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  #41  
Old 10-06-2013
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Re: VHF antenna issues?

In over 50 years of working on radios, the biggest problem by far is that the connectors on the coaxial cable are badly installed. The gold-plated twist-on connectors are worthless in a salt-water environment. Even if the connector doesn't corrode, the wire will. Using an SWR meter on a mast-head mounted antenna is NOT a reliable way to check the antenna/cable. Measuring SWR assumes that there is no loss in the cable. In fact, RG58 cable (the 1/4" diameter stuff that is cheap and easy to run) loses about 80% of the power in 100', thus the SWR will be low even if the antenna is shorted or missing.
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  #42  
Old 10-07-2013
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Re: VHF antenna issues?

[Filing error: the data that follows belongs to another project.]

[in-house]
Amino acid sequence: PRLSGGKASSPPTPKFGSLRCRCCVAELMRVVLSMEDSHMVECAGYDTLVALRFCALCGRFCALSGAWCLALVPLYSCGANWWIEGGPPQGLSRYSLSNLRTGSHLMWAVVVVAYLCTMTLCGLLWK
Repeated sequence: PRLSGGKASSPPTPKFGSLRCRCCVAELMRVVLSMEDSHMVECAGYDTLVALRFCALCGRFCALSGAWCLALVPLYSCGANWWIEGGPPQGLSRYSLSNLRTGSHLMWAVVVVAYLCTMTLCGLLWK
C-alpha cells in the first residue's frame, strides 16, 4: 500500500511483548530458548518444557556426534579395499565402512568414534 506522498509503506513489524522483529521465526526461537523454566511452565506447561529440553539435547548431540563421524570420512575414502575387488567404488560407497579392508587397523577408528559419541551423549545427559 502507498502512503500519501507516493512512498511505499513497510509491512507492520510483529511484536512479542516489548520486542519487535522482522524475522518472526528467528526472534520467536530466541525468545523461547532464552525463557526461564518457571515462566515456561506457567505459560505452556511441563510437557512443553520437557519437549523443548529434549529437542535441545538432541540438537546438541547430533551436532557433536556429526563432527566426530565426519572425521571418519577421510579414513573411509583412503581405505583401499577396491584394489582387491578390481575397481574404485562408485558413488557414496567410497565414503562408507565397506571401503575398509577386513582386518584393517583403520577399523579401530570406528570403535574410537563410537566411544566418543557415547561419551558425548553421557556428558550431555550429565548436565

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Originally Posted by svinshallah View Post
In over 50 years of working on radios, the biggest problem by far is that the connectors on the coaxial cable are badly installed. The gold-plated twist-on connectors are worthless in a salt-water environment. Even if the connector doesn't corrode, the wire will. Using an SWR meter on a mast-head mounted antenna is NOT a reliable way to check the antenna/cable. Measuring SWR assumes that there is no loss in the cable. In fact, RG58 cable (the 1/4" diameter stuff that is cheap and easy to run) loses about 80% of the power in 100', thus the SWR will be low even if the antenna is shorted or missing.